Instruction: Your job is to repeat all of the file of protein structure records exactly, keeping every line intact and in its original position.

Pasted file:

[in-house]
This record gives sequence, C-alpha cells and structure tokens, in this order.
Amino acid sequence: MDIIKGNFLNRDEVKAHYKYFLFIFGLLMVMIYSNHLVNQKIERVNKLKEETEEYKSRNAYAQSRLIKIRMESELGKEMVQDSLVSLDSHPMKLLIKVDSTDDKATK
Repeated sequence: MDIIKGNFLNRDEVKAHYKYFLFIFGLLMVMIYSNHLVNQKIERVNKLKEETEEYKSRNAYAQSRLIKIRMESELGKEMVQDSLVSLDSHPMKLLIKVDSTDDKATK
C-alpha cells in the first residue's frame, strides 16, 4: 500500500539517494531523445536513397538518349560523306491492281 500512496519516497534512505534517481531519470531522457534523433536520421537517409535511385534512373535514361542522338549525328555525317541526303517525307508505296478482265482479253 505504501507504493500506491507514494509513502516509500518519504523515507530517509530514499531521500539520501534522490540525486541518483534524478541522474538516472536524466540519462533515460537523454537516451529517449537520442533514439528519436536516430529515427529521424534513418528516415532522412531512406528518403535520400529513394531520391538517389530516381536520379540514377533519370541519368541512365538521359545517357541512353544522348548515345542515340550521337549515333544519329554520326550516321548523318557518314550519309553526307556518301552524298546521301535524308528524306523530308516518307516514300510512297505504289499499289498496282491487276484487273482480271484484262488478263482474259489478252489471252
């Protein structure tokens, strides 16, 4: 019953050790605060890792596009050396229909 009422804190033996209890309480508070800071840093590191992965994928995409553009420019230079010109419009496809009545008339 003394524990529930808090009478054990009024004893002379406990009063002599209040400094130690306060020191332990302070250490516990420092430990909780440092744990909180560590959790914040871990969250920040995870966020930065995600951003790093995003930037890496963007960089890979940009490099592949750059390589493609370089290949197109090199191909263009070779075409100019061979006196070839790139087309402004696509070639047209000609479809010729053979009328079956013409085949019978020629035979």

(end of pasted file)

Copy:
[in-house]
This record gives sequence, C-alpha cells and structure tokens, in this order.
Amino acid sequence: MDIIKGNFLNRDEVKAHYKYFLFIFGLLMVMIYSNHLVNQKIERVNKLKEETEEYKSRNAYAQSRLIKIRMESELGKEMVQDSLVSLDSHPMKLLIKVDSTDDKATK
Repeated sequence: MDIIKGNFLNRDEVKAHYKYFLFIFGLLMVMIYSNHLVNQKIERVNKLKEETEEYKSRNAYAQSRLIKIRMESELGKEMVQDSLVSLDSHPMKLLIKVDSTDDKATK
C-alpha cells in the first residue's frame, strides 16, 4: 500500500539517494531523445536513397538518349560523306491492281 500512496519516497534512505534517481531519470531522457534523433536520421537517409535511385534512373535514361542522338549525328555525317541526303517525307508505296478482265482479253 505504501507504493500506491507514494509513502516509500518519504523515507530517509530514499531521500539520501534522490540525486541518483534524478541522474538516472536524466540519462533515460537523454537516451529517449537520442533514439528519436536516430529515427529521424534513418528516415532522412531512406528518403535520400529513394531520391538517389530516381536520379540514377533519370541519368541512365538521359545517357541512353544522348548515345542515340550521337549515333544519329554520326550516321548523318557518314550519309553526307556518301552524298546521301535524308528524306523530308516518307516514300510512297505504289499499289498496282491487276484487273482480271484484262488478263482474259489478252489471252
């Protein structure tokens, strides 16, 4: 019953050790605060890792596009050396229909 009422804190033996209890309480508070800071840093590191992965994928995409553009420019230079010109419009496809009545008339 003394524990529930808090009478054990009024004893002379406990009063002599209040400094130690306060020191332990302070250490516990420092430990909780440092744990909180560590959790914040871990969250920040995870966020930065995600951003790093995003930037890496963007960089890979940009490099592949750059390589493609370089290949197109090199191909263009070779075409100019061979006196070839790139087309402004696509070639047209000609479809010729053979009328079956013409085949019978020629035979």